I’d love to see Cashman or any very good GM run the team like Gene Michael did in the early 90′s when George was tossed by MLB. Let some home-grown talent stick around w/ some smart free-sgent signings.

      That’s what Cashman has been doing.

      Don’t do the dumb ones like Soriano, Randy Johnson, Clemens last, etc.

      Or Spike Owen, Mike Gallego, Xavier Hernandez, Kevin Elster, Terry Mulholland…

    4. MJ Recanati
      March 8th, 2011 | 11:24 am

      redbug wrote:

      Don’t do the dumb ones like Soriano, Randy Johnson, Clemens last, etc.

      When you say Soriano, I assume you mean signing Rafael Soriano, correct? If so, we agree that the signing was stupid.

      Randy Johnson wasn’t a signing but a trade and I’m not sure I see what was so dumb about it. They traded Javier Vazquez and Dioner Navarro to Arizona and got one good season and one bad season out of the deal. Six seasons later, Dioner Navarro still sucks. Patience with Vazquez might’ve been the better course of action but, unless you’re arguing that, I’m not sure I see anything wrong with the Johnson acquisition.

      What was so “dumb” about signing Roger Clemens in 2007? It didn’t cost the team any minor leaguers and, despite the financial cost associated with the move, Clemens gave the Yankees 17 starts at around 6 innings with a better than league average 108 ERA+. Unless you’re objecting to the move from a financial standpoint — at which point it’s a pointless argument because the money means nothing — I hardly see how signing Clemens at a time of need and getting decent results out of him is so “dumb.”

      redbug wrote:

      But this does assume the Yanks have the likes of (the former) Core Four on hand to protect.

      The odds of a team ever having that many borderline Hall of Famers (Bernie Williams, Jorge Posada, Andy Pettitte) and first-ballot locks (Mariano Rivera, Derek Jeter) all coming up from the system, playing together for a decade and playing for seven pennants (1996, 1998-2001, 2003-2004) is extremely unlikely for any organization. It’s simply unrealistic to expect that Brian Cashman — or any general manager that succeeds him, for that matter — can recreate what we witnessed under Gene Michael or Bob Watson. That kind of stuff doesn’t happen in most normal circumstances. Cashman can’t be faulted for the fact that lightning hasn’t struck twice.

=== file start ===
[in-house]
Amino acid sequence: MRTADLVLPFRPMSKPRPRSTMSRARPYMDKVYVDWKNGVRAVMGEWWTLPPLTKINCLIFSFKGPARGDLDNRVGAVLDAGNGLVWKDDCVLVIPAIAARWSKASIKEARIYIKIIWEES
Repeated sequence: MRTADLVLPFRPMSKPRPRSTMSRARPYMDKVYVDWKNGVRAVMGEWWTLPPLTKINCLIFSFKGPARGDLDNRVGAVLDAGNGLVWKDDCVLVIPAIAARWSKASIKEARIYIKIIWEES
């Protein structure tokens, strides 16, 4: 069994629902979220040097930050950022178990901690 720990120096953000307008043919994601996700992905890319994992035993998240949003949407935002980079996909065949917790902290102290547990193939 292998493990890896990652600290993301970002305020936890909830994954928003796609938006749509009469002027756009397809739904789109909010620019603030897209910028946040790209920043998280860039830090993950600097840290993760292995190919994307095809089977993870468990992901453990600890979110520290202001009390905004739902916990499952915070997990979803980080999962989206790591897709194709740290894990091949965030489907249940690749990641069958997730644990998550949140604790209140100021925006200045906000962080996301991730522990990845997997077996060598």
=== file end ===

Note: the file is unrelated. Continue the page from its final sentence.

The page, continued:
5. Raf
      March 8th, 2011 | 6:13 pm

      MJ Recanati wrote:

      Randy Johnson wasn’t a signing but a trade and I’m not sure I see what was so dumb about it.

      He didn’t pitch a no hitter and strike out 20 every time he started. And he didn’t smile, was grumpy, and he attacked cameramen. He spit the bit in the 2005 ALDS, despite the fact that it was Small who took the loss. He didn’t have any heart despite coming out of the bullpen in game 5, cleaning up after Mussina. He didn’t have any heart a year later in 2006, because he didn’t pitch a perfect game against the Tigers in the ALDS after getting an epidural.

      What was so “dumb” about signing Roger Clemens in 2007?

      Clemens didn’t win 30 games.

      Cashman can’t be faulted for the fact that lightning hasn’t struck twice.

      Of course he can, have you forgotten where you are? ;)

      :D

    6. redbug
      March 8th, 2011 | 6:14 pm

      @ MJ Recanati:

      I agree, ever having the likes of the Core Four, plus Bernie Williams, again on any team is remote. And, I wasn’t faulting Cashman for not having that opportunity since.

      My point is if George had control of that group, instead of Stick Michael, it’s likely more than one of them would have been traded. We know George wanted to get rid of Andy throughout his career and suceeded once by allowing him to leave via free agency. Would he have shown the patience needed while they all learned how to play the game? Doubtfull, since it was very rare any patience was given to any rookies throughout George’s tenure.

    7. MJ Recanati
      March 8th, 2011 | 7:12 pm

      @ Raf:
      LOL! Silly me! :-D

    8. MJ Recanati
      March 8th, 2011 | 7:14 pm

      @ redbug:
      I agree with all of that; it’s all more or less accepted fact.

    9. Raf
      March 8th, 2011 | 7:40 pm

      redbug wrote:

      Would he have shown the patience needed while they all learned how to play the game?

      Depends on the player.

      Steinbrenner came back in 1993, and started meddling in 1995. Jeter became a starter in 1996, and that was because Tony Fernandez broke his elbow. Andy Pettitte came up in 1995 and did well. George may have wanted him gone, but there was also the concern that his elbow wouldn’t hold up. Their fears were vindicated in 2004, when he blew out his elbow. Posada didn’t become a full time starter until 1998; he was the backup in 1997 (Leyritz in ’96). Rivera came up as a starter, failed, gained a few MPH on his fastball, and hasn’t started a game since. Bernie didn’t become a full time starter until the 1993 season, which isn’t surprising, considering how crowded the Yankees’ OF was when he first came up; Mel Hall, Jesse Barfield, Roberto Kelly, Danny Tartabull, among others.

      Having said that, there were other players that had been developed during Steinbrenner’s tenure, but they were traded away, or played out the string.